German Declaration of War on France, delivered by the German Ambassador to St. Paris, 04 Aug 1914

In the early morning hours of 04 Aug 1914, in a small quiet section of Belgium on the German border, six brigades of the German Imperial Army crossed the border and headed for Leige, a city ringed with forts a few miles from the border.  These were the vanguard units of the larger German force.  Massed on the German side of the border for weeks, divisions of the Imperial Army waited in anticipation for the word from headquarters. 

Most Germans thought the war would be over before Christmas that year.  The German High Command had been planning the attack for decades, ever since the end of the Franco-Prussian War in 1871.  Belgium wasn’t the real target.  France was. German strategists and military advisors had assumed that as soon as war was declared, the French Army would move against Alsace-Lorraine, two provinces the French believed had been “stolen” in 1871.  The German high command believed this strategy would leave Paris lightly defended.

Count Alfred von Schlieffen, Chief of the Imperial German General Staff from 1871 to 1906, had developed a plan of attack (that subsequently bore his name) in anticipation for such a moment.  After the Franco-Russian Alliance of 1894, the probability of Germany facing a two-front war grew exponentially.  France was Germany’s traditional enemy.  Russia had designs on dominating Eastern Europe.  The question for Schlieffen in planning for such an eventuality was how to mobilize the German army in such a way as to effectively fight both sides (or to avoid doing so).  Schlieffen knew that the Russians could put a much larger army into the field than Imperial Germany could.  He also surmised that Austria-Hungary (Germany’s ally and Russia’s enemy) wouldn’t be much help.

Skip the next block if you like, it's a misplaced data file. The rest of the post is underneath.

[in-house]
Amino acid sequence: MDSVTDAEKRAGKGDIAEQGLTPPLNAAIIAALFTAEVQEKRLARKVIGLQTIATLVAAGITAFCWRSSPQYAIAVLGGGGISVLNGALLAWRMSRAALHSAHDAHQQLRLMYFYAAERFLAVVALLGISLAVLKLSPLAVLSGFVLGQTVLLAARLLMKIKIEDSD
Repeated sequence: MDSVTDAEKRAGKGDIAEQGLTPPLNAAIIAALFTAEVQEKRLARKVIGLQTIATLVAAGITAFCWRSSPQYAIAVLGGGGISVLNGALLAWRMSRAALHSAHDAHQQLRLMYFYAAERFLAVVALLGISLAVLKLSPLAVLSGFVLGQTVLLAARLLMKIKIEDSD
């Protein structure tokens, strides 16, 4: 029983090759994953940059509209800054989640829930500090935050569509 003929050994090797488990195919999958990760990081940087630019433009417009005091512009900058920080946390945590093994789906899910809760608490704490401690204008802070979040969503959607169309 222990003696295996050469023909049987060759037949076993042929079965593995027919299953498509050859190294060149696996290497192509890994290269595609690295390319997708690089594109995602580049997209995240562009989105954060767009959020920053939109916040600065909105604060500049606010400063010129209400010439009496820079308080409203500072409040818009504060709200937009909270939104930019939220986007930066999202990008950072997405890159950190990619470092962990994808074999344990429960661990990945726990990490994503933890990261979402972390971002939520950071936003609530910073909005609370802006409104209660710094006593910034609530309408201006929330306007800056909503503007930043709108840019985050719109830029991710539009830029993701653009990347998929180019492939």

The “Schlieffen Plan”, as articulated in a memorandum to the German High Command in 1905, called for a three part strategy.  First, anticipating a six-week timeframe before the Russian Army would be fully mobilized and ready to invade Eastern Germany (mostly due to outdated and antiquated transportation networks across the Russian Empire), Schlieffen called for a holding action by German armies on the eastern front.  This engagement would allow most of the German troops to be shifted to the Western Front (with troops carried on superior German transportation networks).  Second, since the French would throw everything into taking Alsace and Lorraine, the German Army would pull back to positions towards the Rhine that allowed the French to (slowly) capture territory the Germans considered almost worthless.  This strategy would preoccupy the French while the Germans drove in behind them to capture Paris